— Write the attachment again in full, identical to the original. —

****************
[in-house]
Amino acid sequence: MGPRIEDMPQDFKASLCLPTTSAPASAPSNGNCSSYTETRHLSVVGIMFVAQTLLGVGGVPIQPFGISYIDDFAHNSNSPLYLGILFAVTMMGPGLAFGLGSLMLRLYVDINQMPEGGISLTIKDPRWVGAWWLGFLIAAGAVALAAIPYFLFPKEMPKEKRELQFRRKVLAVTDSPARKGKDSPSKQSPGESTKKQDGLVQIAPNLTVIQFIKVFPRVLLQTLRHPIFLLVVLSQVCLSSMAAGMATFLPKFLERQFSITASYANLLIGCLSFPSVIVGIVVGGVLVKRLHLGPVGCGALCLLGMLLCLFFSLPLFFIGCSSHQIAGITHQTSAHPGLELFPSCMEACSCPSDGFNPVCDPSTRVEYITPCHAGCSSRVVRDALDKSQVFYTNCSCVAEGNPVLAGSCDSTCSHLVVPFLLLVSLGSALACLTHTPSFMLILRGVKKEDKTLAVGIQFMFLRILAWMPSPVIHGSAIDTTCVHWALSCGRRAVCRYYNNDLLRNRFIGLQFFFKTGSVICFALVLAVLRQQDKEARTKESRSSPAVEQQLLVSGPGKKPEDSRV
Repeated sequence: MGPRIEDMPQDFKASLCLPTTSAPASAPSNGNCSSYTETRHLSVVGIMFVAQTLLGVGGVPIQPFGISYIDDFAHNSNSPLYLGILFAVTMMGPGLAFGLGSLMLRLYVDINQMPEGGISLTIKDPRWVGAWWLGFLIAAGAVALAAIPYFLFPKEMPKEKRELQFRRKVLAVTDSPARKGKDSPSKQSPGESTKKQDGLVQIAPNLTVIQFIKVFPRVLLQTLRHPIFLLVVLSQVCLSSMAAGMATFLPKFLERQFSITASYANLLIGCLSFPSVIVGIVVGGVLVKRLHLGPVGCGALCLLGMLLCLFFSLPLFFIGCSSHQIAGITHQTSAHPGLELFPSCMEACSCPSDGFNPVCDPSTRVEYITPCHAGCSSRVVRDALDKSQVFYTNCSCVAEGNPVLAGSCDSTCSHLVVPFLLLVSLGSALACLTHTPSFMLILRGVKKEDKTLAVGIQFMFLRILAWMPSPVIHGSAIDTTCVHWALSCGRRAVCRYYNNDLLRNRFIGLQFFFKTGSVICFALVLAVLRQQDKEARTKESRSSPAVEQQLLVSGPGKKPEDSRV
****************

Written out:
[in-house]
Amino acid sequence: MGPRIEDMPQDFKASLCLPTTSAPASAPSNGNCSSYTETRHLSVVGIMFVAQTLLGVGGVPIQPFGISYIDDFAHNSNSPLYLGILFAVTMMGPGLAFGLGSLMLRLYVDINQMPEGGISLTIKDPRWVGAWWLGFLIAAGAVALAAIPYFLFPKEMPKEKRELQFRRKVLAVTDSPARKGKDSPSKQSPGESTKKQDGLVQIAPNLTVIQFIKVFPRVLLQTLRHPIFLLVVLSQVCLSSMAAGMATFLPKFLERQFSITASYANLLIGCLSFPSVIVGIVVGGVLVKRLHLGPVGCGALCLLGMLLCLFFSLPLFFIGCSSHQIAGITHQTSAHPGLELFPSCMEACSCPSDGFNPVCDPSTRVEYITPCHAGCSSRVVRDALDKSQVFYTNCSCVAEGNPVLAGSCDSTCSHLVVPFLLLVSLGSALACLTHTPSFMLILRGVKKEDKTLAVGIQFMFLRILAWMPSPVIHGSAIDTTCVHWALSCGRRAVCRYYNNDLLRNRFIGLQFFFKTGSVICFALVLAVLRQQDKEARTKESRSSPAVEQQLLVSGPGKKPEDSRV
Repeated sequence: MGPRIEDMPQDFKASLCLPTTSAPASAPSNGNCSSYTETRHLSVVGIMFVAQTLLGVGGVPIQPFGISYIDDFAHNSNSPLYLGILFAVTMMGPGLAFGLGSLMLRLYVDINQMPEGGISLTIKDPRWVGAWWLGFLIAAGAVALAAIPYFLFPKEMPKEKRELQFRRKVLAVTDSPARKGKDSPSKQSPGESTKKQDGLVQIAPNLTVIQFIKVFPRVLLQTLRHPIFLLVVLSQVCLSSMAAGMATFLPKFLERQFSITASYANLLIGCLSFPSVIVGIVVGGVLVKRLHLGPVGCGALCLLGMLLCLFFSLPLFFIGCSSHQIAGITHQTSAHPGLELFPSCMEACSCPSDGFNPVCDPSTRVEYITPCHAGCSSRVVRDALDKSQVFYTNCSCVAEGNPVLAGSCDSTCSHLVVPFLLLVSLGSALACLTHTPSFMLILRGVKKEDKTLAVGIQFMFLRILAWMPSPVIHGSAIDTTCVHWALSCGRRAVCRYYNNDLLRNRFIGLQFFFKTGSVICFALVLAVLRQQDKEARTKESRSSPAVEQQLLVSGPGKKPEDSRV